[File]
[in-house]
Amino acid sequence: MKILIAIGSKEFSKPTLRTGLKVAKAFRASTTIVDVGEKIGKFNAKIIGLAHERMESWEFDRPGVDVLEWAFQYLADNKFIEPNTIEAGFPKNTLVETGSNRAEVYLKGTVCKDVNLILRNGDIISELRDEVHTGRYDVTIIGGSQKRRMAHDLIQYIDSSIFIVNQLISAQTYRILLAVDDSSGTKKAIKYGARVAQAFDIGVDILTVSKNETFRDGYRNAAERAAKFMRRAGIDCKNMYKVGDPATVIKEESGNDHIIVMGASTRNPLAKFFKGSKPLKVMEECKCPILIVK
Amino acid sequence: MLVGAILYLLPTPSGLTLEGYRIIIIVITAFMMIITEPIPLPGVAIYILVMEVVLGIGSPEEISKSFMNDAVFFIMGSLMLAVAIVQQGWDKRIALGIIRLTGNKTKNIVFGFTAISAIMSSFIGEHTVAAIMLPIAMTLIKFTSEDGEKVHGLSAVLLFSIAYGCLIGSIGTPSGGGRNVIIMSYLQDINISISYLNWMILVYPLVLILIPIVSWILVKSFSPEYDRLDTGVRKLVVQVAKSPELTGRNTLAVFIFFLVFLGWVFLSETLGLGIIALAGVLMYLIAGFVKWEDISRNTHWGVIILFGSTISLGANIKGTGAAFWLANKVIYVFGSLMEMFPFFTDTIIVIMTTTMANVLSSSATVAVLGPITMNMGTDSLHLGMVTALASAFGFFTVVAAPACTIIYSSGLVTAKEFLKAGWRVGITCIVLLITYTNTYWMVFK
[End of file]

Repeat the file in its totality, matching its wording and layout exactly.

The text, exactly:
[in-house]
Amino acid sequence: MKILIAIGSKEFSKPTLRTGLKVAKAFRASTTIVDVGEKIGKFNAKIIGLAHERMESWEFDRPGVDVLEWAFQYLADNKFIEPNTIEAGFPKNTLVETGSNRAEVYLKGTVCKDVNLILRNGDIISELRDEVHTGRYDVTIIGGSQKRRMAHDLIQYIDSSIFIVNQLISAQTYRILLAVDDSSGTKKAIKYGARVAQAFDIGVDILTVSKNETFRDGYRNAAERAAKFMRRAGIDCKNMYKVGDPATVIKEESGNDHIIVMGASTRNPLAKFFKGSKPLKVMEECKCPILIVK
Amino acid sequence: MLVGAILYLLPTPSGLTLEGYRIIIIVITAFMMIITEPIPLPGVAIYILVMEVVLGIGSPEEISKSFMNDAVFFIMGSLMLAVAIVQQGWDKRIALGIIRLTGNKTKNIVFGFTAISAIMSSFIGEHTVAAIMLPIAMTLIKFTSEDGEKVHGLSAVLLFSIAYGCLIGSIGTPSGGGRNVIIMSYLQDINISISYLNWMILVYPLVLILIPIVSWILVKSFSPEYDRLDTGVRKLVVQVAKSPELTGRNTLAVFIFFLVFLGWVFLSETLGLGIIALAGVLMYLIAGFVKWEDISRNTHWGVIILFGSTISLGANIKGTGAAFWLANKVIYVFGSLMEMFPFFTDTIIVIMTTTMANVLSSSATVAVLGPITMNMGTDSLHLGMVTALASAFGFFTVVAAPACTIIYSSGLVTAKEFLKAGWRVGITCIVLLITYTNTYWMVFK